Laura Dean Bennett
Located beside the Greenbrier River, Jack Horner’s Corner has become an institution in the little village of Seebert.
If you’ve ever stayed in a cabin or at the campground at Watoga State Park, chances are you are very well acquainted with Jack and Chrissie Horner’s popular restaurant and store.
Jack and Chrissie are a great team – they do everything together.
They built the business and have owned and operated Jack Horner’s Corner for 27 years.
The store and restaurant open in April and go gang busters until late October.
The couple doesn’t have a terribly long commute – they live upstairs over the store.
Outdoor enthusiasts make their way to Jack Horner’s Corner to rent boats, bikes and inner tubes – everything needed for having fun on the river.
They also stop by to get a slice of the mouth-watering pizza or the scrumptious soft-serve ice cream that has helped to give the shop its decades-long reputation as a good place for food.
“Our customers love our pizza and our ice cream,” Jack said.
“In 1995 or ‘96, we started with this ice cream brand called Monticello. It was really, really good.
“When we started having trouble getting it, we went through several suppliers, until we found one that carried it.
“We wanted to stay with this brand because it’s just the best,” he explained.
“Our ice cream pulls people out of the park, out of the campground and off the Greenbrier River Trail.”
Jack and Chrissie bought the business from Doris (Dotty) Hiner in 2008. At that time, it was the Seebert General Store.
The do-it-yourself couple had big plans for the store and almost immediately began building on to the original structure.
“Chrissie and I always liked watching those home improvement shows,” Jack said.
“We’d see something on one of those shows and we’d say, ‘Well, we could do that.’”
And, lo and behold, they could.
They eventually made space for canoe, bike and inner tube rentals, video games, pool tables and a store which contains an impressive inventory.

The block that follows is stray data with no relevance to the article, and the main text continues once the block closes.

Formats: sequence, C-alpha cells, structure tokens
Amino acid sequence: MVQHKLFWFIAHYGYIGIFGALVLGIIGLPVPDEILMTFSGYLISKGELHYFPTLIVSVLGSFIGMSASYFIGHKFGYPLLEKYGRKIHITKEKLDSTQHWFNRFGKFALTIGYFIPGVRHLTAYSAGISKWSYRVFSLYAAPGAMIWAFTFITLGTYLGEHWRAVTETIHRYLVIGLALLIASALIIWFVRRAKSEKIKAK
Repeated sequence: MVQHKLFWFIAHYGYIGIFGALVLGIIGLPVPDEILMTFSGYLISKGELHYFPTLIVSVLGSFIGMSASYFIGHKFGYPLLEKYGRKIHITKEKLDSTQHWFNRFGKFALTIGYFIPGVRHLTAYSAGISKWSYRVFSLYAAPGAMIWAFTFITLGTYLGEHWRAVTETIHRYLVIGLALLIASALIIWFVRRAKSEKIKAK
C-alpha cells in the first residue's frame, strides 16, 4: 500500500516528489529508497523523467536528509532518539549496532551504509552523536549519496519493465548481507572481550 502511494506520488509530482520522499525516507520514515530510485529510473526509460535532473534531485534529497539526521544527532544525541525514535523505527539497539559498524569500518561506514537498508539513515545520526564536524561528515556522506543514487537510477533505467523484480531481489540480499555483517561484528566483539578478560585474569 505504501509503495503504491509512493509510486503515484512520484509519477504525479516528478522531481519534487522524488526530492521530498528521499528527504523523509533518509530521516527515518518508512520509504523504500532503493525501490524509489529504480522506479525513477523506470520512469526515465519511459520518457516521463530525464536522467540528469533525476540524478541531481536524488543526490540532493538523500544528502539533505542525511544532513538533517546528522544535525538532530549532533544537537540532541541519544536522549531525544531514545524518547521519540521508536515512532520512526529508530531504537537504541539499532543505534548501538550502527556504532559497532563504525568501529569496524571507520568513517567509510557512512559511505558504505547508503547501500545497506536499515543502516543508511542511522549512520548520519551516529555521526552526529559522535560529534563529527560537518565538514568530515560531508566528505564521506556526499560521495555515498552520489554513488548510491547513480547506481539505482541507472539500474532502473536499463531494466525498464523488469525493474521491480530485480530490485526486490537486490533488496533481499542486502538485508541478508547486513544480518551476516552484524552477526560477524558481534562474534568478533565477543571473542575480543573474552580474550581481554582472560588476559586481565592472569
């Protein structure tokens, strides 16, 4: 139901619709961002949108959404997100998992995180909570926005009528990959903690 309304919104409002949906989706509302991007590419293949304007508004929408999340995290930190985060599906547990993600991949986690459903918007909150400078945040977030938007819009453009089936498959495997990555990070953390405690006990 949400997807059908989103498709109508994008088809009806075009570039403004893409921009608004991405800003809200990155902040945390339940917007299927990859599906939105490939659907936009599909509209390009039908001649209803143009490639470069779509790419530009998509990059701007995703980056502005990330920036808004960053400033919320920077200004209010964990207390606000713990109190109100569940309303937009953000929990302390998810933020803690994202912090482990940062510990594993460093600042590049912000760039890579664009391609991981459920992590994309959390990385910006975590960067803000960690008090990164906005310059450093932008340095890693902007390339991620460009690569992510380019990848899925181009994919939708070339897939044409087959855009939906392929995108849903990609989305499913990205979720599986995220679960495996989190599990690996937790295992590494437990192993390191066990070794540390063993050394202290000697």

In addition to souvenirs, fishing tackle and bike supplies, there’s a wide selection of casual outdoor clothing and cute T-shirts that double as mementos of Watoga, and an assortment of clothing and toys for younger patrons.
They carry waterproof bags for going on – or maybe even in the river – and backpacks for biking and hiking.
For indoor recreation, there are video games and pool tables.
There have movies to rent – perfect for those occasional rainy days.
Jack has been working in Watoga State Park since he was a youngster so he knows a little about what park guests want and need.
In the early 1980s, when he was a teenager, he came down with his parents, Jack and Diane Horner, from their farm in Green Bank to work summers at Watoga.
“My parents had the riding stable over at Snowshoe, but they were approached by Watoga and agreed to move their summer business to the park,” Jack recalled.
“Of course, I worked with my parents.
“It was a lot of work, but it was also a lot of fun,” he laughed.
“We lived in the apartment in the stable.
“We never made much money, but I really liked working with the horses.
“I did the horses during the day and then did whatever program the park needed help with at night,” he recalled.
“For a long time, it was horses in the summer down at Watoga and working up at Snowshoe in the winter.
“Like a lot of us locals, I took all kinds of jobs up at Snowshoe. I did housekeeping, front desk, snow removal and lifeguarding. I worked at the Welcome Center and the gift shops.
“But I skied on my days off,” he added, smiling.
“Watoga’s really been like home to my whole family all these years,” he said.
And it still is.
It’s where he met and married his wife, Chrissie.
Chrissie’s family came to Watoga for a camping vacation in the summer of 1995, and that’s when Jack and Chrissie met.
“Chrissie was looking to rent a bike one day, and I couldn’t help but notice that she was pretty cute, so I didn’t waste any time,” Jack said, laughing.